Making Merry During SF Beer Week

We couldn’t make this year’s SF Beer Week.
we had Renee Brincks on the scene.

Don Barkley of Napa Smith kicks off SF Beer Week

When San Francisco Beer Week debuted in 2009, I’d just moved to the city. The first event I attended that first year, along with Beer Geeks Chris and Merideth, was at City Beer Store. Following a Pliny the Younger tapping, we sampled New Albion Ale that Don Barkley had brewed according to its original recipe. The former New Albion employee and current Napa Smith brewer was one of the first people I spotted when I arrived at this year’s beer week opener. He also was one of many in attendance who expressed pride in how this annual festival has grown.

Ready for the opening pours

The opening celebration, one of more than 300 events on the 2012 SF Beer Week schedule, had an impressive beer menu and smart organization. In the Concourse Exhibition Center, the event felt less crowded than in past years – even with big attendance numbers. Plus, with breweries grouped by region, it was easy to find whatever one wanted.

Taste-testing Sierra Nevada's new canned beers

I especially enjoyed Drake’s Black Label Hopocalypse, Hops on Rye from Firehouse, Bear Republic’s Ryevalry and Moonlight’s Misspent Youth. I also sampled some Pliny the Younger (thankfully, I got in before that line snaked past the adjacent three tables), and I aced a Sierra Nevada blind tasting by correctly identifying bottled and canned versions of its pale ale.

Sunday, it was off to City Beer for back-to-back tastings by some out-of-town breweries that I always enjoy. Midnight Sun headlined the afternoon – the kölsch was a nice way to ease into things after lunch – and the Cascade taps turned on at 6 p.m. I was happy to see Figaro on the menu, and also tried the fruity Winter Gose. Even with City Beer’s expanded space, there was a solid crowd by early evening.

Drake's pairings at Mission Cheese

Because SF Beer Week includes so many free events, my budget and I avoided most ticketed happenings – except for one. Drake’s is one of my favorites around here, and I reserved a spot at their Monday night Mission Cheese pairing weeks in advance. The event sold out, not surprisingly, and a lively group packed the place soon after the doors opened. Five beers made the menu: Drake’s Amber, the 1500 pale ale, Hopocalypse, Moscow’s Burning Smoked Imperial Stout and this year’s Dire Straits Barleywine.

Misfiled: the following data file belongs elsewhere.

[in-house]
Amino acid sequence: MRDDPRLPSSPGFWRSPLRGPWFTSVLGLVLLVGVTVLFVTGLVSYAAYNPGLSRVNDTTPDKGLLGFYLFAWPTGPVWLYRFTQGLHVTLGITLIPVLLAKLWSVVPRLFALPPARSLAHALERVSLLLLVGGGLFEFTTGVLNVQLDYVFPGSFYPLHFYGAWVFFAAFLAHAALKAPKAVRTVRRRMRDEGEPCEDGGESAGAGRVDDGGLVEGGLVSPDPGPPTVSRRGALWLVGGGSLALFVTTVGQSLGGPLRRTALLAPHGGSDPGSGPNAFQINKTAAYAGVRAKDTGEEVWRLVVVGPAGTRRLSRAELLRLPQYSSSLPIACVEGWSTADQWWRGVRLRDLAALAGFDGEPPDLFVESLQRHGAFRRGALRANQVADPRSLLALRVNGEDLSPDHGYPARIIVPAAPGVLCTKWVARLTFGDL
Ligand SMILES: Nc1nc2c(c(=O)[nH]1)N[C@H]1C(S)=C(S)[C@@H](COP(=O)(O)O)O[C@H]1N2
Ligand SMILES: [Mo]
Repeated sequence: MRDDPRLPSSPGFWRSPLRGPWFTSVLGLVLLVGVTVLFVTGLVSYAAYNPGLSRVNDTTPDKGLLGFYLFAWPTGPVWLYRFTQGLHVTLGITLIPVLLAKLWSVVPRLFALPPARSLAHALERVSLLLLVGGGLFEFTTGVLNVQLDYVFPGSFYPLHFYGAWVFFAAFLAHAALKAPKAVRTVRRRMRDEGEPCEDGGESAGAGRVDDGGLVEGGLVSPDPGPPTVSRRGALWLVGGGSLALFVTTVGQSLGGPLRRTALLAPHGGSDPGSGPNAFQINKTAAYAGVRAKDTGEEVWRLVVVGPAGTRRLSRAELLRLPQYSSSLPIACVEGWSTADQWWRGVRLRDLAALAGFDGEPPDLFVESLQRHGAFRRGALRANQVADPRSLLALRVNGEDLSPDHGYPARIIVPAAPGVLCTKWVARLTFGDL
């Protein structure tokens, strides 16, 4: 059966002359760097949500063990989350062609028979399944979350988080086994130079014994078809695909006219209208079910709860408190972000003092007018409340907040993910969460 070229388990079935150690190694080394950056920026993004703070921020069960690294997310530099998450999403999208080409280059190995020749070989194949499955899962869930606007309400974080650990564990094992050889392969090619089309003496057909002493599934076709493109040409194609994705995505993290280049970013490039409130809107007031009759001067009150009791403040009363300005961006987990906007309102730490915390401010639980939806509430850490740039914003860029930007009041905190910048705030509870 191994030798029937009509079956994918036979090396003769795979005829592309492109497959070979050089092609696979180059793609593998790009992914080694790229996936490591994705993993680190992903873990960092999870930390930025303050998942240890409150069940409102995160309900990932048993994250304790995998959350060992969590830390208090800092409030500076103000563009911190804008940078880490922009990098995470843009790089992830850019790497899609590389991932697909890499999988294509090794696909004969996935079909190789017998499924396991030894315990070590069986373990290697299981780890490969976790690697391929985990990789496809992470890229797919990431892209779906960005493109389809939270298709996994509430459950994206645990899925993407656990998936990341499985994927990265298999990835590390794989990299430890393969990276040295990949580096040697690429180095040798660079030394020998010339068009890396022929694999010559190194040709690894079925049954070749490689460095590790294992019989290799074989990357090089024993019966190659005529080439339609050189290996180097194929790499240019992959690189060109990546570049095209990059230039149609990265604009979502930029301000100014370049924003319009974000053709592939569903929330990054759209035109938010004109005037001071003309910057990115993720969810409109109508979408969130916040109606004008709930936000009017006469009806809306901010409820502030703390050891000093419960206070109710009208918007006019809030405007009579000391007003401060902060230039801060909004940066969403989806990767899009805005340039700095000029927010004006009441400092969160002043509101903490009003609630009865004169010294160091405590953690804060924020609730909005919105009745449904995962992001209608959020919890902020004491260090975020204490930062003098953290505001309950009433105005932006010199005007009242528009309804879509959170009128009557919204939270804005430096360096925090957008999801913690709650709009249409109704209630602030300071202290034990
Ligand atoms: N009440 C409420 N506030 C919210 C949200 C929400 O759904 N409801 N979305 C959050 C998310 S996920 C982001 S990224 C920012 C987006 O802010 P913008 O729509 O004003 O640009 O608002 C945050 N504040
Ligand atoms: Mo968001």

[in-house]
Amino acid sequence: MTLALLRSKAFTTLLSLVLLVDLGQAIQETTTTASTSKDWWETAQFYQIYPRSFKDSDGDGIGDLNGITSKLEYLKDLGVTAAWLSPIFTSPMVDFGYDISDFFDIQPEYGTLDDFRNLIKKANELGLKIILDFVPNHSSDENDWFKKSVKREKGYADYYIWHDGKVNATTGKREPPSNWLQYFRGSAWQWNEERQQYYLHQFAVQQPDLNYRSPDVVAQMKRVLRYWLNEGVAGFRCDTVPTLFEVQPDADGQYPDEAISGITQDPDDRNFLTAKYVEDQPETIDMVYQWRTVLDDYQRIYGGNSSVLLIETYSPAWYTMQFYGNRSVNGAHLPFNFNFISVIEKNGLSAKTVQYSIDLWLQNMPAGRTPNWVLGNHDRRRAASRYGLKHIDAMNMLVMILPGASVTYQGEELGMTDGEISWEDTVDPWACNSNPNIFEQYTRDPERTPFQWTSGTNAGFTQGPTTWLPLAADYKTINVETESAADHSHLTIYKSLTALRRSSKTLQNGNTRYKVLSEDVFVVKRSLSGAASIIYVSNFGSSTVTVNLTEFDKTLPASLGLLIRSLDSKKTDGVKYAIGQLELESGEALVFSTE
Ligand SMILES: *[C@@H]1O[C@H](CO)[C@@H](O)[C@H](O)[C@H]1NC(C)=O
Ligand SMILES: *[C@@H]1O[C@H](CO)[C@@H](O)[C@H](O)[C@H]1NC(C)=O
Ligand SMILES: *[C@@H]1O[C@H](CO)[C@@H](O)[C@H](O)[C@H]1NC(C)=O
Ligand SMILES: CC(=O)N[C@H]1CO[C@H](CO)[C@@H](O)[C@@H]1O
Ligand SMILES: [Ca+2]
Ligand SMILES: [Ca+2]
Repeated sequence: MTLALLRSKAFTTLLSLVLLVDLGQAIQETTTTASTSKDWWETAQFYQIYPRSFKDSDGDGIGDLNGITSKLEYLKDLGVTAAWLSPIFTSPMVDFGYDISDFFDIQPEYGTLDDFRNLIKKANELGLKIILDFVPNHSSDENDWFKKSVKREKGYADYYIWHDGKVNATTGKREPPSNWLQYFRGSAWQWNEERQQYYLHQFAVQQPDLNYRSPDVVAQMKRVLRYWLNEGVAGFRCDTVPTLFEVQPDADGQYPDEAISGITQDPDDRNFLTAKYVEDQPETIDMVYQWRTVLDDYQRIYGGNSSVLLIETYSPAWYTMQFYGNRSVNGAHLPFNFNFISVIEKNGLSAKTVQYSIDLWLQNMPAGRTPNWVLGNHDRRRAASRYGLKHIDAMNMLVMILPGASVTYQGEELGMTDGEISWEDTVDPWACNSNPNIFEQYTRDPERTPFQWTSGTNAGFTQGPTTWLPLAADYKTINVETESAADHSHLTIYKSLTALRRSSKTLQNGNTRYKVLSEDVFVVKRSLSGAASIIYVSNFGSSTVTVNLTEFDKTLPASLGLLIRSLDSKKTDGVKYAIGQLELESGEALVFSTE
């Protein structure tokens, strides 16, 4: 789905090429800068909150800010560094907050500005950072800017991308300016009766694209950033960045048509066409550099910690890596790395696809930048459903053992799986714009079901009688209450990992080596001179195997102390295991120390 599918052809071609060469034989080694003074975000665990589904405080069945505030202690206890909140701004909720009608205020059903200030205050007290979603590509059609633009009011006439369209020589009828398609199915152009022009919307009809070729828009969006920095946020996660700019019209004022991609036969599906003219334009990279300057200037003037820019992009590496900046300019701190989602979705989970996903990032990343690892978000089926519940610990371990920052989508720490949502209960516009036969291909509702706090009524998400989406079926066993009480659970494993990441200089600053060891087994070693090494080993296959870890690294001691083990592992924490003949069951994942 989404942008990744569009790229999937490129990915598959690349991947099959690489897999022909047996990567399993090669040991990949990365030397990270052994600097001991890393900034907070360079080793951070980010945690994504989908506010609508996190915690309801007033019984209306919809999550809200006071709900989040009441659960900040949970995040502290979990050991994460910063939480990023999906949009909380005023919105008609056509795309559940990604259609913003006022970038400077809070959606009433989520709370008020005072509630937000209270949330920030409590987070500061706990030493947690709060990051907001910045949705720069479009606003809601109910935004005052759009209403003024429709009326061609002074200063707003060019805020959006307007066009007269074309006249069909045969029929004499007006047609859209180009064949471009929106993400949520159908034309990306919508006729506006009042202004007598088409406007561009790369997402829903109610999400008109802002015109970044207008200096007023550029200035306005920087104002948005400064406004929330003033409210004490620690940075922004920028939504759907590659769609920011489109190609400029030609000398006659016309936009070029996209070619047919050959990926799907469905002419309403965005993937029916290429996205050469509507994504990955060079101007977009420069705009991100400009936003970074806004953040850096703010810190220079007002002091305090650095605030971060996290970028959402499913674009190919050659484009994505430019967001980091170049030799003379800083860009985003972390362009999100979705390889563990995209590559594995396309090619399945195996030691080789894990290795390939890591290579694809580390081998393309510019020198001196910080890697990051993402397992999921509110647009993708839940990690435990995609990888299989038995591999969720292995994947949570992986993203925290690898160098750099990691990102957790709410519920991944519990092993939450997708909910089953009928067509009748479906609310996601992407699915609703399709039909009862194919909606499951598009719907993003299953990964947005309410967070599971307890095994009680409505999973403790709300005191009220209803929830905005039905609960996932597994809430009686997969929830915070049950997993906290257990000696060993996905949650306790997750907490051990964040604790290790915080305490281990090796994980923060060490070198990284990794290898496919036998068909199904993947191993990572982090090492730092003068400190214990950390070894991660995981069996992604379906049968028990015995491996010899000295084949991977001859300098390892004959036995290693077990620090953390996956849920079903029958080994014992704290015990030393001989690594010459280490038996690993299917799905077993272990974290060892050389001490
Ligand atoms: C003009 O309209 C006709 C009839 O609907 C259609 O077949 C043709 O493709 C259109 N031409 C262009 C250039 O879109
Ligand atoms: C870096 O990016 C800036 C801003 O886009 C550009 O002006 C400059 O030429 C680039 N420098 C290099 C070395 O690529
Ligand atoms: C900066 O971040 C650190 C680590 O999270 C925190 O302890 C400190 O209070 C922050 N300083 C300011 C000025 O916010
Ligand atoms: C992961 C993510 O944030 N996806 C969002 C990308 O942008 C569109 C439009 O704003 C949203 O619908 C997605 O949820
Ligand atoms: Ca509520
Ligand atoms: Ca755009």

It’s tough to pick one pairing that I enjoyed the most, because each was terrific and totally different. But, two that really stood out were the 1500 paired with Pawlet, a washed-rind cow’s milk from Vermont, and Hopocalypse with an organic cow’s milk blend from Weirauch Creamery in nearby Petaluma. Cheers to the Drake’s team for being excellent hosts, as well. One brewery employee looked amused after an enthusiastic guest asked, “Can I visit your factory?” “Well, it’s called a brewery,” he told her. “You can visit our brewery…I think factories make toys or something.”

Tuesday was Valentine’s Day, which is a holiday I’ve never enjoyed. In fact, I told my sweetheart that I’d ditch him if he brought me flowers and candy. Happily, he took that to heart, and we headed to Public House for burgers, bitters and sours. Magnolia’s Billy Sunday Bitter, my go-to during Giants games, was on the list, as were the tart Cuvee de Bubba and a super sour Berliner Weisse from Bear Republic. After dinner, we hit up the Lagunitas night at McTeagues, where founder Tony Magee was on stage with his guitar.

On Wednesday night, it was back to City Beer for a Stillwater Artisanal Ales session. I first met brewer Brian Strumke at a local beer event a few years back, and it’s always fun to catch up. He had just returned from meeting with brewers in Europe, and he was preparing to celebrate his second anniversary in the business. Stillwater’s bourbon barrel-aged Folklore, which is flavorful without being too boozy, and its red wine barrel-aged counterpart topped my list of bests. That whole City Beer evening was a highlight for me, in fact, thanks to good beer and great friends at one of my favorite places in San Francisco. As a bonus, Nosh This was selling sweets in the back. Bacon salted caramels and beer for dinner? Yep.

Due to weekend plans, my beer week wrapped up on Friday with pre-happy hour pints at Toronado. Yes, I had another glass of Pliny the Younger – I’m pretty sure everyone in the bar that day had at least one, actually – and I followed that up with Russian River Temptation and a De La Seven from Upright. People were three-deep at the bar by the time the workday ended, and that’s when we took off.

All told, it was another great San Francisco Beer Week. The celebration gets better every year, partly because of all those creative events that breweries put together, and partly because of this region’s continued interest in craft brewing. At every event, I ran into friends I’ve made at other festivals and local beer bars – it’s an impressive community of engaged and enthusiastic individuals. Happily, SF Beer Week gives everyone a chance to step out from behind the brew kettle, bottling line, Twitter account and Untappd app to enjoy a pint together.

Thanks to the SF Beer Week organizers for
providing my media pass to the opening event.

An Iowa Refresher

Our friend and Iowa native, Renee Brincks, reports on the beer scene in
America’s heartland
. Renee can be found on the web at